Leggings. Yoga pants. Why are these the most hotly controversial items in a woman's closet? Beats the hell out of me. First, our own blogger opened up the debate with an seemingly innocent post, and now, Veronica Partridge's vow to "no longer wear leggings” in public has gone viral, with the blogger defending her stance on Good Morning America.
In Partridge's (Christian) view, the thin, form-fitting pants invite men to look at a woman's body and to "think lustful thoughts." A view that was echoed by her own husband Dale, who admitted he finds it hard not to look at a woman in leggings.
"After talking to Dale, it hit me a lot harder," wrote Partridge.
"If it is difficult for my husband who loves, honors, and respects me to keep his eyes focused ahead, then how much more difficult could it be for a man that may not have the same self-control? Sure, if a man wants to look, they are going to look, but why entice them? Is it possible that the thin, form-fitting yoga pants or leggings could make a married (or single) man look at a woman in a way he should only look at his wife?"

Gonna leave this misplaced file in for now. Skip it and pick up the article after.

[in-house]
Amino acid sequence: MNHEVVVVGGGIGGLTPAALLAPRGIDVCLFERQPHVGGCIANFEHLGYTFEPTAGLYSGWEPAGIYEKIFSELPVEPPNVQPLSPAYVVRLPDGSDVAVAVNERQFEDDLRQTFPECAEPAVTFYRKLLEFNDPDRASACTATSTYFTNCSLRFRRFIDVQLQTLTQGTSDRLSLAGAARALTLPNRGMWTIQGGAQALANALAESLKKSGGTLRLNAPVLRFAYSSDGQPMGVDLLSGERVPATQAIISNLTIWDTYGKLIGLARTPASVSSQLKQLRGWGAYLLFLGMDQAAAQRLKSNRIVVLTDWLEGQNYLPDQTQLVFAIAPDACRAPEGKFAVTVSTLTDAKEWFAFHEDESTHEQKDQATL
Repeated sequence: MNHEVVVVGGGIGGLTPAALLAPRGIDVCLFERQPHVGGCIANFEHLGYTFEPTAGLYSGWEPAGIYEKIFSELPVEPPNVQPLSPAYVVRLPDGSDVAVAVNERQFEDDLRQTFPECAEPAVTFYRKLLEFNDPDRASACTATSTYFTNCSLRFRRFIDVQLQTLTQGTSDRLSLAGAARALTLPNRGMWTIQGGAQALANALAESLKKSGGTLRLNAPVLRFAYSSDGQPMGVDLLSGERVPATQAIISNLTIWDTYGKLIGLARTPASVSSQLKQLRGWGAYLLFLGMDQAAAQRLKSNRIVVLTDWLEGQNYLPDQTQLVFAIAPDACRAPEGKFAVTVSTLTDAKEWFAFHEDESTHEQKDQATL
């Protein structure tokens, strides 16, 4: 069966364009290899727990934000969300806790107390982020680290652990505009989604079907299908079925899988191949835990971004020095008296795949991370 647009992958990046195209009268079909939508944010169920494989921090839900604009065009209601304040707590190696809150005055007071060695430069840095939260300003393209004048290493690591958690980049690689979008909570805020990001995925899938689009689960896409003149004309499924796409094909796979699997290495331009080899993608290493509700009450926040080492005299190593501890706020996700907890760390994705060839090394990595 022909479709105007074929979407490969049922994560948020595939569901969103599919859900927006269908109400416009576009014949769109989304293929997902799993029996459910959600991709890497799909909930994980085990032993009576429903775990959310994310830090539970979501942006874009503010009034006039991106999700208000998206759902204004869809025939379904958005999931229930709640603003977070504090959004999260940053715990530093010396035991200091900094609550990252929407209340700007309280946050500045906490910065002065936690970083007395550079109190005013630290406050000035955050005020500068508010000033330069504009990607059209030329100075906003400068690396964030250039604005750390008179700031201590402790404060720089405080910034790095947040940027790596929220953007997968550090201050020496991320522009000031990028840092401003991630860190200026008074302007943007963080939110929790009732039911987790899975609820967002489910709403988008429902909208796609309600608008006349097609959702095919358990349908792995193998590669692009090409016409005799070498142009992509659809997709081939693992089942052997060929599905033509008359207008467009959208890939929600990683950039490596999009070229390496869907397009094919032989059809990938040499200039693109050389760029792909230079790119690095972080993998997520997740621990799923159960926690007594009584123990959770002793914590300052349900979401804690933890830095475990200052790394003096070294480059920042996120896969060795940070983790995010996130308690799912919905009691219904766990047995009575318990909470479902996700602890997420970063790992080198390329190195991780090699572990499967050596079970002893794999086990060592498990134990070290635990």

She then vowed to restrict her leggings and yoga pant wearing to the home, or to situations where they're paired with a shirt long enough to cover her back side. Of course this is her prerogative, and at least she's not pretending to tell other women how to dress.
"I also want to set the best example of how to dress for my daughter," added Partridge. "I want her to know, her value is not in the way her body looks or how she dresses, but in the character and personality God has given her."
And this is where Partridge falls down. If she wants to teach her daughter to value herself for the person she is—and I applaud her for that—then (pardon my French) she's going about it ass over tit. What she is doing is effectively passing on the message that she, her daughter, and women at large are responsible for the thoughts and feelings of men at large who, by her account, were born without a scrap self-control. Poor things.
For the record, men can choose to focus their eyeballs wherever they like. If they look, that's their shout. If they look away, equally their call.
No one is responsible for another person's thoughts and actions.
I once knew a woman so controlled by her partner that he had to vet anything she purchased—shoes, dresses, etc—before she could keep them. Needless to say, she made a lot of trips to the returns counter. The only thing sadder than him dictating how she dressed was the fact that she let him.